Key Performance Indicator KPI Evaluation Goals Accounting Concep

How do you know if your event is successful? Equally as important, how do you know if the promotional material for the event is getting through to your consumers?

You need a systematic way of gauging the effectiveness of your events and all the marketing that comes before it. Social media has many handy tools for measuring follower response and impressions.

Use the power of social networks to determine the overall efficiency of your campaign and subsequent event.

Define Your Key Performance Indicators (KPI)

First of all, your company and event should be accessible through social media. This doesn’t just mean Facebook, but also the ones that you might normally not think twice about incorporating, such as Pinterest, Tumblr, Google+, etc. Once that is in place, determine what are the company KPIs. If you are not familiar with the acronym, it’s basically the methods you put in place for measuring the success and progress towards a business goal. If you’re measuring the success of a conference for a product launch, for instance, then the number of phone call enquiries about the product or the sales number of the product within 24 hours of release would be some examples of KPIs.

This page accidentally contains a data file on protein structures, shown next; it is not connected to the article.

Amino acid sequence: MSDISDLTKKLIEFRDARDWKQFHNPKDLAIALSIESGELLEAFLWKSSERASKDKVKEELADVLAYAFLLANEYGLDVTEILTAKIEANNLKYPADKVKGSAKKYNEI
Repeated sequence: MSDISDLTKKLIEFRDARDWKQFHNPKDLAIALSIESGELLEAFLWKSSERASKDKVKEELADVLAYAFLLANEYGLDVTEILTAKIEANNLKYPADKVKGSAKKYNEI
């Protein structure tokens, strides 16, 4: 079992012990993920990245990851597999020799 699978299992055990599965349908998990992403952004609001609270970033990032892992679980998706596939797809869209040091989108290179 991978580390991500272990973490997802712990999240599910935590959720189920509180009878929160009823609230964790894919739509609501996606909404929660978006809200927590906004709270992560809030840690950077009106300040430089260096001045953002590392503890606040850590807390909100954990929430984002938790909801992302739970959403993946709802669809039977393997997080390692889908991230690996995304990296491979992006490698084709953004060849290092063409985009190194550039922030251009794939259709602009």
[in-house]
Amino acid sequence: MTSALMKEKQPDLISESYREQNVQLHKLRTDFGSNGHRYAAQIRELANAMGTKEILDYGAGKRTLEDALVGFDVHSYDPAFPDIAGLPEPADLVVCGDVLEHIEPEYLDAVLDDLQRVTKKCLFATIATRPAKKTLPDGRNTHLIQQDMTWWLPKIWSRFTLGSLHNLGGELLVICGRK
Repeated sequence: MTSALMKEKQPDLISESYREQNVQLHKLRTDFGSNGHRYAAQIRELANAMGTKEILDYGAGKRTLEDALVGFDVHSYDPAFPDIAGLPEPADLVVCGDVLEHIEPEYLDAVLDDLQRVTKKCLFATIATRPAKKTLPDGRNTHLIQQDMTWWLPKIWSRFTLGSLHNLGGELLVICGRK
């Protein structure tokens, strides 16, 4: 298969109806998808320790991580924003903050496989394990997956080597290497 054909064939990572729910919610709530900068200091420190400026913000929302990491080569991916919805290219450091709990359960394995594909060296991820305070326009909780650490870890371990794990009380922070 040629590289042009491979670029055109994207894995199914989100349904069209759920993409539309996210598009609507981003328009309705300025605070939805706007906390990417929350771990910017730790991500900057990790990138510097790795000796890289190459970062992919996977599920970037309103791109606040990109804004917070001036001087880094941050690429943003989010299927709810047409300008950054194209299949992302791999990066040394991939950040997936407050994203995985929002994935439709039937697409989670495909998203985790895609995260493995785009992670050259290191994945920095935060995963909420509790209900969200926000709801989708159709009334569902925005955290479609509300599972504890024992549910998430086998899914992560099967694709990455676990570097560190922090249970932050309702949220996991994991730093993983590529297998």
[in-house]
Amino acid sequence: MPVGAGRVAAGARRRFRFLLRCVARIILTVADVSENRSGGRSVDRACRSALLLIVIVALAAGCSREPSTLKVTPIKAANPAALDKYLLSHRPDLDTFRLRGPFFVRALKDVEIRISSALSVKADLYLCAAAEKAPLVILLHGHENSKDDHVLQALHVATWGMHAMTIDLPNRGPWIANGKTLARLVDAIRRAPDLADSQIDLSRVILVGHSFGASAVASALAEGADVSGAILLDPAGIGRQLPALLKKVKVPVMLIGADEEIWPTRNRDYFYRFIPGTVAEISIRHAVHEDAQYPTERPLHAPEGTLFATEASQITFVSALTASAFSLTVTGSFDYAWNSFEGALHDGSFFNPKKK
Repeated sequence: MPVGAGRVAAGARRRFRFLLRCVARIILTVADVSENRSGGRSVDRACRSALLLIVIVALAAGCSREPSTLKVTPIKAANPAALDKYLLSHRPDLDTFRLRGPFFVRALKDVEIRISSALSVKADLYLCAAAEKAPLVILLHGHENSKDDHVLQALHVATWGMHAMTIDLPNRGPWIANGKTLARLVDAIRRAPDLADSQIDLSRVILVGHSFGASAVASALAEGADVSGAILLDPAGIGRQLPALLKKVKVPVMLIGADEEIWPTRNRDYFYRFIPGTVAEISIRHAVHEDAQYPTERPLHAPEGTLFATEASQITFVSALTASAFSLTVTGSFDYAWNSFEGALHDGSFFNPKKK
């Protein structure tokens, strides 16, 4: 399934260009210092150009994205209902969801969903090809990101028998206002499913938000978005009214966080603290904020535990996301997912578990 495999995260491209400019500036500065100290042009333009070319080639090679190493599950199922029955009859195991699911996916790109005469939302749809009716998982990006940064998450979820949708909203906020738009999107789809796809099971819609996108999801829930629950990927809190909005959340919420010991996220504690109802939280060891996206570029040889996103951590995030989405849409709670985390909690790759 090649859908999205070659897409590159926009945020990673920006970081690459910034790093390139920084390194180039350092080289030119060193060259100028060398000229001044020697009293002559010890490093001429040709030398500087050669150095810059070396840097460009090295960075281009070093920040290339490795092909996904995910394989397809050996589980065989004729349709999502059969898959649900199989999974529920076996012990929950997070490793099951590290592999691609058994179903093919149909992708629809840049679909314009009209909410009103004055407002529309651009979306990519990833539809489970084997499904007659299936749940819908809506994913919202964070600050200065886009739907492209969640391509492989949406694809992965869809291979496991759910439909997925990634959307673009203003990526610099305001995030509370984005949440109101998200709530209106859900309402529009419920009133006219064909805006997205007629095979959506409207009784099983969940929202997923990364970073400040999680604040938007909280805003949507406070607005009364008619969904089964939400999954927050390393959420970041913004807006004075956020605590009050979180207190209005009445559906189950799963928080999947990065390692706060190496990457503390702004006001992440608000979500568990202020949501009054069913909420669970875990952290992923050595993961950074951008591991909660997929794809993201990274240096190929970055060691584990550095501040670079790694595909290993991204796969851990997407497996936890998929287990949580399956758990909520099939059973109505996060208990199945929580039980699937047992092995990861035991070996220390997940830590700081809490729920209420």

Social media offers numerous tools for measuring your KPIs. The number of Facebook Likes is a simple KPI (and often a vanity metric) for gauging the success of your post or image. Likewise, the number of tweets made with your event hashtag is another KPI.

You can use a tool like Hashtracking to monitor the number of times your hashtag has been used.


Take Advantage of Social Media Tools

Most social networks have free analytics built into the system that the average users aren’t aware of. Find out what these tools are and learn how to use them. Here are three good ones for Facebook, Twitter, and LinkedIn.

Facebook Page Insights

Page Insights is basically a dashboard page where you can monitor a particular page’s performance. Keep in mind that Insights is only an available feature once a page has reached 30 likes. With Page Insights, you can acquire specific demographic data, such as the number of:

Organic reach – the number of post views from non-followers that have stumbled on your post one way or another.

Viral views – the number of post views from people who were directed to the post via friend recommendation.

Engagement – the total number of actions a post received. This means the sum total of likes, comments, etc.

Twitter Analytics

This is a neat tool with a dashboard that allows users to measure their engagement. Users will also be able to look up specific demographic information, such as your followers’ location and interests. Further functions include the ability to track Twitter cards, retweets, and the number of app installs.

LinkedIn Company Page Analytics

With this analytic feature, you can monitor your followers and measure the numbers against similar competing brands. You will also be able to acquire very specific demographic info regarding your followers, such as whether they belong in the same industry or if they are also following competing companies.